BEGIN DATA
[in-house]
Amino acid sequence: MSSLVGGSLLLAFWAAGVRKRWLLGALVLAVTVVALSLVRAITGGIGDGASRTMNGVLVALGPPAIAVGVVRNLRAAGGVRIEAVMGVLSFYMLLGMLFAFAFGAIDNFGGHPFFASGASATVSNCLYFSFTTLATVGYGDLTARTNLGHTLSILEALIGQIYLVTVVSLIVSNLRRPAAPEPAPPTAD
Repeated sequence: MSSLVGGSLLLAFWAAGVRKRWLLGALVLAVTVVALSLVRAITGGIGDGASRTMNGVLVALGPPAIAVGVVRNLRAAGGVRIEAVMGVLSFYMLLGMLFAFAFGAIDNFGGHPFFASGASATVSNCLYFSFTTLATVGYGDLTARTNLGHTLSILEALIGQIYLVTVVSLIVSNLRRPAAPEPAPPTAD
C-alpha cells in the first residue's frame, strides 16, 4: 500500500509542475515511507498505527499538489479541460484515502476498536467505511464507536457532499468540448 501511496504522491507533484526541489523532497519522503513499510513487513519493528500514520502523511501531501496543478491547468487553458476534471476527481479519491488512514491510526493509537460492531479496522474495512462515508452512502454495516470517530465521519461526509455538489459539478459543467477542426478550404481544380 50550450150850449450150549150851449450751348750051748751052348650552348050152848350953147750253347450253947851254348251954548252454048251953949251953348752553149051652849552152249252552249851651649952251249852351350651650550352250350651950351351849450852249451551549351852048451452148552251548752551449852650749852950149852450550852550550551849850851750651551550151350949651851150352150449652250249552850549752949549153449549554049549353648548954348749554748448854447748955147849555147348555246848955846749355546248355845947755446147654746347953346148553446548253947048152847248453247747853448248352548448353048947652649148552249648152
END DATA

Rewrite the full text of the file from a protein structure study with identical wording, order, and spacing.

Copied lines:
[in-house]
Amino acid sequence: MSSLVGGSLLLAFWAAGVRKRWLLGALVLAVTVVALSLVRAITGGIGDGASRTMNGVLVALGPPAIAVGVVRNLRAAGGVRIEAVMGVLSFYMLLGMLFAFAFGAIDNFGGHPFFASGASATVSNCLYFSFTTLATVGYGDLTARTNLGHTLSILEALIGQIYLVTVVSLIVSNLRRPAAPEPAPPTAD
Repeated sequence: MSSLVGGSLLLAFWAAGVRKRWLLGALVLAVTVVALSLVRAITGGIGDGASRTMNGVLVALGPPAIAVGVVRNLRAAGGVRIEAVMGVLSFYMLLGMLFAFAFGAIDNFGGHPFFASGASATVSNCLYFSFTTLATVGYGDLTARTNLGHTLSILEALIGQIYLVTVVSLIVSNLRRPAAPEPAPPTAD
C-alpha cells in the first residue's frame, strides 16, 4: 500500500509542475515511507498505527499538489479541460484515502476498536467505511464507536457532499468540448 501511496504522491507533484526541489523532497519522503513499510513487513519493528500514520502523511501531501496543478491547468487553458476534471476527481479519491488512514491510526493509537460492531479496522474495512462515508452512502454495516470517530465521519461526509455538489459539478459543467477542426478550404481544380 50550450150850449450150549150851449450751348750051748751052348650552348050152848350953147750253347450253947851254348251954548252454048251953949251953348752553149051652849552152249252552249851651649952251249852351350651650550352250350651950351351849450852249451551549351852048451452148552251548752551449852650749852950149852450550852550550551849850851750651551550151350949651851150352150449652250249552850549752949549153449549554049549353648548954348749554748448854447748955147849555147348555246848955846749355546248355845947755446147654746347953346148553446548253947048152847248453247747853448248352548448353048947652649148552249648152